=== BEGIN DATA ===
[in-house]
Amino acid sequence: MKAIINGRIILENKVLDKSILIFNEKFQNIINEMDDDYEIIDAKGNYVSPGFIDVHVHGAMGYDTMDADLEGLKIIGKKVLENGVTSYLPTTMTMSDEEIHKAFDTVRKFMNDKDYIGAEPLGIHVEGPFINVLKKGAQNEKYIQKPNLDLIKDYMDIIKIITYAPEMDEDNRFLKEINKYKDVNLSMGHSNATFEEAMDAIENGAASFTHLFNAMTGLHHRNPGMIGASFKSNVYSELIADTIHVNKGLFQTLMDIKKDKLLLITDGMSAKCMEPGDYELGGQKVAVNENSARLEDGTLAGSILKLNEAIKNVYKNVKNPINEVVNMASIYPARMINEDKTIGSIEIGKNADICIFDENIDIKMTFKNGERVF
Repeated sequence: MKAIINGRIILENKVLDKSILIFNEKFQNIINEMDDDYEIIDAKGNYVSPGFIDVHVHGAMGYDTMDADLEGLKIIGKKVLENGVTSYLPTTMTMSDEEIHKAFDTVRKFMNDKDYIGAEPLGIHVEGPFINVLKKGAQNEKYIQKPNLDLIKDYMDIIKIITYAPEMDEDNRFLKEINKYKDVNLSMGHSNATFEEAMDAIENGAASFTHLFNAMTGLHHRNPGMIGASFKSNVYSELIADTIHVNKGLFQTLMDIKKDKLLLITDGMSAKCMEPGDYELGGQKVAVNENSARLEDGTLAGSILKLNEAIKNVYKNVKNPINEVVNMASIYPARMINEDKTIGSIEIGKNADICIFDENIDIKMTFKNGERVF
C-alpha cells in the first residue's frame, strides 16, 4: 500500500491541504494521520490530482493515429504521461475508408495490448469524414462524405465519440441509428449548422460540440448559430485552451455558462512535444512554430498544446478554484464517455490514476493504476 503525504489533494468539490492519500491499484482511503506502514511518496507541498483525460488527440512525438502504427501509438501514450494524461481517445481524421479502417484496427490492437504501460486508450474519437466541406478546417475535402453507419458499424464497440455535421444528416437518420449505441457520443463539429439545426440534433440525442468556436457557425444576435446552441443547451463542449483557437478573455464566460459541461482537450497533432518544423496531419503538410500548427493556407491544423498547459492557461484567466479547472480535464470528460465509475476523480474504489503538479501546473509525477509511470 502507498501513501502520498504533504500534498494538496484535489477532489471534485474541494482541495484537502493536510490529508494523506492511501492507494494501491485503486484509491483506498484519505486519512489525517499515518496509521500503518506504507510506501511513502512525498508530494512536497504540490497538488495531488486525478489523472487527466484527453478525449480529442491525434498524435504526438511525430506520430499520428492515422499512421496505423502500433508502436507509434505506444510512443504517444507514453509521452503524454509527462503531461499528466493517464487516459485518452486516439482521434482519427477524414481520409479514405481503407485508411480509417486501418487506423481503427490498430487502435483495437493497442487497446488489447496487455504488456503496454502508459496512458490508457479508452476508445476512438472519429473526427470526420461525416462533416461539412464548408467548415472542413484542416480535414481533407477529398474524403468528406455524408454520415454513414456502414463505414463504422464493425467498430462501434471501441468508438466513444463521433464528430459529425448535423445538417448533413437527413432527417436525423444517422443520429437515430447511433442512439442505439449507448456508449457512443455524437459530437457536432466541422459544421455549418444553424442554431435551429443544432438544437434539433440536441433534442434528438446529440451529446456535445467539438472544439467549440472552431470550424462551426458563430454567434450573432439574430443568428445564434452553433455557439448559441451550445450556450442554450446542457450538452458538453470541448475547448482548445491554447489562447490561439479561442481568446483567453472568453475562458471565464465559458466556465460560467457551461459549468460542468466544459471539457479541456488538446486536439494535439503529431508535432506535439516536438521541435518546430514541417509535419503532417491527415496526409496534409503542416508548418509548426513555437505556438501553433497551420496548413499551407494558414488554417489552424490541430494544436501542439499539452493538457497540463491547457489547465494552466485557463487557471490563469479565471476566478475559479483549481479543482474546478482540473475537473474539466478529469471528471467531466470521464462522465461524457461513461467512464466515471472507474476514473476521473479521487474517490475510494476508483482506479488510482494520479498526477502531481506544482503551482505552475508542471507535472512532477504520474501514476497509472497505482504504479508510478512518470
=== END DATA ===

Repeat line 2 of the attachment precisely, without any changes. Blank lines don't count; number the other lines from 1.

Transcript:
Amino acid sequence: MKAIINGRIILENKVLDKSILIFNEKFQNIINEMDDDYEIIDAKGNYVSPGFIDVHVHGAMGYDTMDADLEGLKIIGKKVLENGVTSYLPTTMTMSDEEIHKAFDTVRKFMNDKDYIGAEPLGIHVEGPFINVLKKGAQNEKYIQKPNLDLIKDYMDIIKIITYAPEMDEDNRFLKEINKYKDVNLSMGHSNATFEEAMDAIENGAASFTHLFNAMTGLHHRNPGMIGASFKSNVYSELIADTIHVNKGLFQTLMDIKKDKLLLITDGMSAKCMEPGDYELGGQKVAVNENSARLEDGTLAGSILKLNEAIKNVYKNVKNPINEVVNMASIYPARMINEDKTIGSIEIGKNADICIFDENIDIKMTFKNGERVF